JPMorgan Chase Commits $5M to Underrepresented BusinessesJanuary 1, 1970
Small and diverse businesses often find it cost-prohibitive to meet industry requirements like cyber security, insurance, and bonding when bidding for new corporate business. Satisfying these prerequisites can cost a typical small business somewhere between $100,000 and $500,000, creating a very real barrier to entry to doing business with the financial services industry.
JPMorgan Chase has partnered with the Local Initiatives Support Corporation (LISC), a Community Development Financial Institution (CDFI) and certified 501(c)(3), to manage the program. LISC will administer the initiative end-to-end and report on the impact of this capital assistance on participating businesses. Impact metrics will include new contracts with corporations; new RFPs for which businesses qualify, the number of jobs created and retained; and revenue growth.
“Far too many otherwise-qualified diverse businesses are prevented from securing contract opportunities due to the high cost of compliance,” says Ted Archer, Global Head of Business Partner Diversity at JPMorgan Chase. “We’re proud to join LISC, our top suppliers and other corporate partners to create an industry-wide solution that will remove common obstacles to doing business, and contribute to building generational wealth in diverse communities across the country.”
This initiative, which supports the firm’s global commitment to advance racial equity, creates an alternative financial resource enabling business owners to meet the high minimum standards of most corporations.
The Diverse Supplier Grant Initiative is structured to attract corporate donations, which JPMorgan Chase will match dollar-for-dollar. The firm has initially made $5 million available to match corporate contributions in 2022. So far, over $1.2 million in pledges has been committed by 28 corporations.
Over the past 30 years LISC has partnered with JPMorgan Chase to support inclusive growth initiatives in communities across the US – from affordable housing programs at the municipal level to national lending programs supporting entrepreneurs of color and marginalized business owners. Last year, JPMorgan Chase selected LISC to lead the national expansion of its Entrepreneurs of Color Fund.
“In our on-going commitment to entrepreneurs, LISC wants to establish market opportunities for aspiring businesses looking to work with supplier diversity initiatives nationwide, said Steve Hall, vice president of small business and economic development lending at LISC. “LISC investments will be catalytic to support entrepreneurs, employees, and communities.”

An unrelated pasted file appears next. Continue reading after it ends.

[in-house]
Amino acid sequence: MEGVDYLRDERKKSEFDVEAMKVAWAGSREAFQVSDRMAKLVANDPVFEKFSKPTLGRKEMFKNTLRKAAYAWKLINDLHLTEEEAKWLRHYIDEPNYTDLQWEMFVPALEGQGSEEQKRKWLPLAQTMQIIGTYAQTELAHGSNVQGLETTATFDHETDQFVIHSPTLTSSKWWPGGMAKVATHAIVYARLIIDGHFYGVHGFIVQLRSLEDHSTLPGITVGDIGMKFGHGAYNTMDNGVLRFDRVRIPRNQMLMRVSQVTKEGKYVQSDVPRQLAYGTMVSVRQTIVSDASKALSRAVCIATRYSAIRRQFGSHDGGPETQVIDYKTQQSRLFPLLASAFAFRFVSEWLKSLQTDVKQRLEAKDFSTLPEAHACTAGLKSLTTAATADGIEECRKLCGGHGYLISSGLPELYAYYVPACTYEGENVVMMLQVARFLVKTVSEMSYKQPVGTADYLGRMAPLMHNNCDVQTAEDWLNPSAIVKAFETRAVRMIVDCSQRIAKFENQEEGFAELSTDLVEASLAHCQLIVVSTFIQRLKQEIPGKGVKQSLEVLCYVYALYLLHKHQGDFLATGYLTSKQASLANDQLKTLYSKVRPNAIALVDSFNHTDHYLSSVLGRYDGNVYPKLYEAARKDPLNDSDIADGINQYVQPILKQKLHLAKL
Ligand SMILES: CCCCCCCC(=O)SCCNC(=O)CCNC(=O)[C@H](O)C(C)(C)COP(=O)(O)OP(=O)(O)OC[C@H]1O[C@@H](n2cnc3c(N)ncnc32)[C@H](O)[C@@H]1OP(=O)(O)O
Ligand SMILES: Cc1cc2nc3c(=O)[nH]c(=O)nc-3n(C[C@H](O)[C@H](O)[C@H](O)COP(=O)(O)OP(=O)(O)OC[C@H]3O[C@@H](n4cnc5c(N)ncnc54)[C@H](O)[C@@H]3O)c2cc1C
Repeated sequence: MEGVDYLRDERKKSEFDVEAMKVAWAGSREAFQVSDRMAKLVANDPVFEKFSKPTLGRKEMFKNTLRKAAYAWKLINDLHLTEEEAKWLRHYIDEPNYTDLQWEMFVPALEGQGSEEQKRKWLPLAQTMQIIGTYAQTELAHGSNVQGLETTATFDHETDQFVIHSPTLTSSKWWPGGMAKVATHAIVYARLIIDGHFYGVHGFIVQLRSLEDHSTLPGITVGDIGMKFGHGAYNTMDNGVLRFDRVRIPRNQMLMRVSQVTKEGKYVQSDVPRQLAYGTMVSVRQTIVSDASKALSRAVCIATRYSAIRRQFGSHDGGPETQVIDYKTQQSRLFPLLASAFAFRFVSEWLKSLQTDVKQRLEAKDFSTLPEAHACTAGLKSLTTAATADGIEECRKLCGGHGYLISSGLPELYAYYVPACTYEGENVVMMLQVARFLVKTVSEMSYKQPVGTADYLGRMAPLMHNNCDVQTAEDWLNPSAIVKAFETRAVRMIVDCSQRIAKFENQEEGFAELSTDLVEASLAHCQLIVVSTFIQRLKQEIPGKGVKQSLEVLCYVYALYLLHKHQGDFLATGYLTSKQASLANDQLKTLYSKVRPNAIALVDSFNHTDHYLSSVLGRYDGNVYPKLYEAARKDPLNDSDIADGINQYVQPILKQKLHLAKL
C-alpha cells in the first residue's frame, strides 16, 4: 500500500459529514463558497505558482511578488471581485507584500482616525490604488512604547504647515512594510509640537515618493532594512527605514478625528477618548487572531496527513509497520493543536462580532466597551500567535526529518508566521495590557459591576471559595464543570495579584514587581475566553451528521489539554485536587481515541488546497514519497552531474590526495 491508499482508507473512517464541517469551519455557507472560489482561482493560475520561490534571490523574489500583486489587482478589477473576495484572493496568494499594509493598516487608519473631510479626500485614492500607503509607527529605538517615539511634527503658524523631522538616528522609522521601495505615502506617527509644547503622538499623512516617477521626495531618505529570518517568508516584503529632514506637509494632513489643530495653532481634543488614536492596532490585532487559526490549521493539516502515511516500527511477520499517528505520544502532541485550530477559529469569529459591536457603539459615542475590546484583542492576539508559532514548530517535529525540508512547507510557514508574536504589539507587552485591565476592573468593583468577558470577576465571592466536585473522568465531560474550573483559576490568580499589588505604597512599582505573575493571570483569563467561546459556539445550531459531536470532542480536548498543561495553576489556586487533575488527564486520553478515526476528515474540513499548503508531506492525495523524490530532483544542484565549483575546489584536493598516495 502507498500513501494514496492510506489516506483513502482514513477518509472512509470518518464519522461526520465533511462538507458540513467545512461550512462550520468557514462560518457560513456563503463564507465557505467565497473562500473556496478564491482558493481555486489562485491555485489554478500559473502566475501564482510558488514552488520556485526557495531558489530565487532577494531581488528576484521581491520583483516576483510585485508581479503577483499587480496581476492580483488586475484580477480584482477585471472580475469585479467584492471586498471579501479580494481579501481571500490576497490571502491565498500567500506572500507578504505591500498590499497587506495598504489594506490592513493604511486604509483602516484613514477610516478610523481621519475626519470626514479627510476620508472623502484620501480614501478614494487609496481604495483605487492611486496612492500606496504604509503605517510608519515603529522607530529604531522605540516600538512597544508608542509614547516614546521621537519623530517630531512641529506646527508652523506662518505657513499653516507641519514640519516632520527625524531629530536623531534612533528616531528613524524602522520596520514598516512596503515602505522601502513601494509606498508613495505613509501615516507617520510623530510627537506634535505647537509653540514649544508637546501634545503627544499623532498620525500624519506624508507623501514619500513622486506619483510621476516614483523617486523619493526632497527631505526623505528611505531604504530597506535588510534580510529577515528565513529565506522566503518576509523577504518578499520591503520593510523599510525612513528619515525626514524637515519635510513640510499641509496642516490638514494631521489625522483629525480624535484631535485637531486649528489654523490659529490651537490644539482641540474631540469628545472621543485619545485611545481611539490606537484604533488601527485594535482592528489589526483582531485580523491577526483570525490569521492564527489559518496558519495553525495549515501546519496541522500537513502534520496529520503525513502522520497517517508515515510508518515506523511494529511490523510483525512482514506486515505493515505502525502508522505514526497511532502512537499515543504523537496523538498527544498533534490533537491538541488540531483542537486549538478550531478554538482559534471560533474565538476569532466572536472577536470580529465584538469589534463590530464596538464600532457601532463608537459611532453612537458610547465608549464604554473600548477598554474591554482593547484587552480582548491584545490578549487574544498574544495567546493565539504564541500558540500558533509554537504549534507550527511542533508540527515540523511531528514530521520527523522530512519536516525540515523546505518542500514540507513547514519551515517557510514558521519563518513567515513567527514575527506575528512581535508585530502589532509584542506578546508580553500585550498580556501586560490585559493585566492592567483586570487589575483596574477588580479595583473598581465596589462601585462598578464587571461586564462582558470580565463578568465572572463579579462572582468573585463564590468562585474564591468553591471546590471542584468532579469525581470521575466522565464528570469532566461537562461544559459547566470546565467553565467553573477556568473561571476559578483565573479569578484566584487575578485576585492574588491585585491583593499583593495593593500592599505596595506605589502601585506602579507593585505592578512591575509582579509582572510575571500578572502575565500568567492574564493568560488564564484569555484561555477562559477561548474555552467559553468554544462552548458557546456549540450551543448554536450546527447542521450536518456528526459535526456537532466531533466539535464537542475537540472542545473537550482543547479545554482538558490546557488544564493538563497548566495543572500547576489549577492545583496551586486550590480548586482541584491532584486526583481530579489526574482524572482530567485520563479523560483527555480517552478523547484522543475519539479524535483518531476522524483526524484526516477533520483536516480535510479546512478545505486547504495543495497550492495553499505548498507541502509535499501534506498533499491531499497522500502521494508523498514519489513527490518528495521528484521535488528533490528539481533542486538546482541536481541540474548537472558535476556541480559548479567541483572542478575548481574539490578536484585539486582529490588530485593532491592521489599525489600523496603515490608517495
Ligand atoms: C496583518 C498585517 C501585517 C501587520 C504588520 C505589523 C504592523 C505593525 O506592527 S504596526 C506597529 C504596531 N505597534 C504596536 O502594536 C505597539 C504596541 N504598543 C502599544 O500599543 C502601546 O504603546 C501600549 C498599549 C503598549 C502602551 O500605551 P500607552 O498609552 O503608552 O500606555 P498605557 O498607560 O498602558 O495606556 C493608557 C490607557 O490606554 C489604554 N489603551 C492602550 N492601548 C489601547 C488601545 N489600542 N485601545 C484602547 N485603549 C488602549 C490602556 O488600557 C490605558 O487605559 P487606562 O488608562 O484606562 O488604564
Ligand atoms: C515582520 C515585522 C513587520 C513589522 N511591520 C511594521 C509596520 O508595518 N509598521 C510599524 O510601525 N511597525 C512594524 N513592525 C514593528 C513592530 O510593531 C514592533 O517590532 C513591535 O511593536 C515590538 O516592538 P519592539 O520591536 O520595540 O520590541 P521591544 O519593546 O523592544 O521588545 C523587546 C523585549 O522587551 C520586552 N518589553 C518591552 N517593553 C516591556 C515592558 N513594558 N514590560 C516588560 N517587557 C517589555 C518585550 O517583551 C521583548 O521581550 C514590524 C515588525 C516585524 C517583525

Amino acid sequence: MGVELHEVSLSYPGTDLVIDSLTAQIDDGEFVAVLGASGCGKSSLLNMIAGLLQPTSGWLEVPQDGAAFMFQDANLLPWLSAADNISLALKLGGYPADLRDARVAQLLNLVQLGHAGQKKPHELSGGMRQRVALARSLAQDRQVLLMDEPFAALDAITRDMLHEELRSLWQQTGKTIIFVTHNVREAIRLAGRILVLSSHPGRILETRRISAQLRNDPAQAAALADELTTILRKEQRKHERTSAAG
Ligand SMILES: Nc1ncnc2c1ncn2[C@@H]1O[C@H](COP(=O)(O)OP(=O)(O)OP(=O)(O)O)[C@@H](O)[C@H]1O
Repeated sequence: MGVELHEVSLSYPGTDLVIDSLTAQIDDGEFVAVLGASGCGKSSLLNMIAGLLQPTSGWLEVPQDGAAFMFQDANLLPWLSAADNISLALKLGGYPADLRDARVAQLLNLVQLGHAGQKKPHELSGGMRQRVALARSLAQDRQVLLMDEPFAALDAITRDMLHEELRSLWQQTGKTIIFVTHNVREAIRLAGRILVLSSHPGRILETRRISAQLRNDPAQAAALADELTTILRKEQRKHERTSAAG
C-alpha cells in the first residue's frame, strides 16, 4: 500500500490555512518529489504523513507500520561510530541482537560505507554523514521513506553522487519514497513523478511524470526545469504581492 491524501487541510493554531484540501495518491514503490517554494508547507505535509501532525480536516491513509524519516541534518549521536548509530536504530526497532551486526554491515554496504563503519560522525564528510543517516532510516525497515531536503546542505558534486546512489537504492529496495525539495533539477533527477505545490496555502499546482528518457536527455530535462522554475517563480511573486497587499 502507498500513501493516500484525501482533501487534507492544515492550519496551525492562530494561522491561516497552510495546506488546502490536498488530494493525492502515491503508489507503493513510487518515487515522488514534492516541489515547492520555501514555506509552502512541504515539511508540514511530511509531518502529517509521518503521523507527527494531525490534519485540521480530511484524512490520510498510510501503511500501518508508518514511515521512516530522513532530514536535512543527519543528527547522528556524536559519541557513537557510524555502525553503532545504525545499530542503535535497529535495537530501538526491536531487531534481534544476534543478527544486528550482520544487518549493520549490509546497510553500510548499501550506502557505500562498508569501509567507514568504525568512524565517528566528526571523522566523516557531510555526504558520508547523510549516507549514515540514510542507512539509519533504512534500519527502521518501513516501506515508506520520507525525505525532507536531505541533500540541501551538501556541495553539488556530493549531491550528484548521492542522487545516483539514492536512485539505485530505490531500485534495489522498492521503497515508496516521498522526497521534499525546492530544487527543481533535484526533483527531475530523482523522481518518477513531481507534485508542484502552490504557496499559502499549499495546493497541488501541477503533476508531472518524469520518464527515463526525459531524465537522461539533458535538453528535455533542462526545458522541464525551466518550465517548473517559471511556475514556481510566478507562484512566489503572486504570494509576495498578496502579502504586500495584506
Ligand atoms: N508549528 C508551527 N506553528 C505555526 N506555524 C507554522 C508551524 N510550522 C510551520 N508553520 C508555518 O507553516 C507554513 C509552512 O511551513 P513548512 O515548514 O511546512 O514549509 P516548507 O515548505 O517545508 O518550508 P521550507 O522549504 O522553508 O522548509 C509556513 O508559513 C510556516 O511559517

LISC will evaluate applicants and select eligible recipients which will typically be US based certified
Black-, Hispanic-, or Latino-owned businesses with an established track record and annual revenues above $5 million. While open to companies nationwide, JPMorgan Chase has a particular interest in suppliers based in Chicago, Dallas, Houston, Los Angeles and New York, as these cities present immediate opportunities for the firm to support its enhanced spending commitment with Black Hispanic and Latino businesses. Funds can be utilized for tangible business and operational costs including technology; cyber or networking remediation; operational control enhancements such as disaster recovery; increases to insurance and bonding coverage. Depending on business needs, typical grants would start at $25,000 but not exceed $200,000.
The Diverse Supplier Grant Initiative’s built-in, pay-it-forward component is unique in making it self-sustaining. Businesses that receive funds and successfully secure new corporate contracts are required to return the funds to the original pool so they may be awarded to the next wave of eligible diverse businesses. Those that do not gain new corporate contracts as a result of the program can request to have the loans forgiven or repay the dollar amount they received at no interest. Criteria for forgiveness is tied to a diverse business’s access to new corporate contracts and business growth.
“Lowering barriers to corporate-readiness by bridging a common financial gap enables JPMorgan Chase and other participating corporations to develop a larger pool of capable diverse businesses to incorporate into their supply chains.” said Doug Roginson, program director and architect of the initiative for JPMorgan Chase.
Corporations that invest in the initiative can refer potential diverse business applicants for capital, which in turn helps expand and diversify their supply chain. At the same time, diverse businesses that access capital through the program will be in a better position to grow, as they qualify for a greater number of corporate contracts across multiple industries.
Roginson continues, “Through this initial grant, we could potentially transform as many as 100 diverse businesses in the short-term, positioning them not only for contracts with JPMorgan Chase, but for opportunities with the whole Fortune 500.”
To learn more about the Diverse Supplier Grant initiative click here.
To learn more about JPMorgan Chase’s work to advance racial equity, click here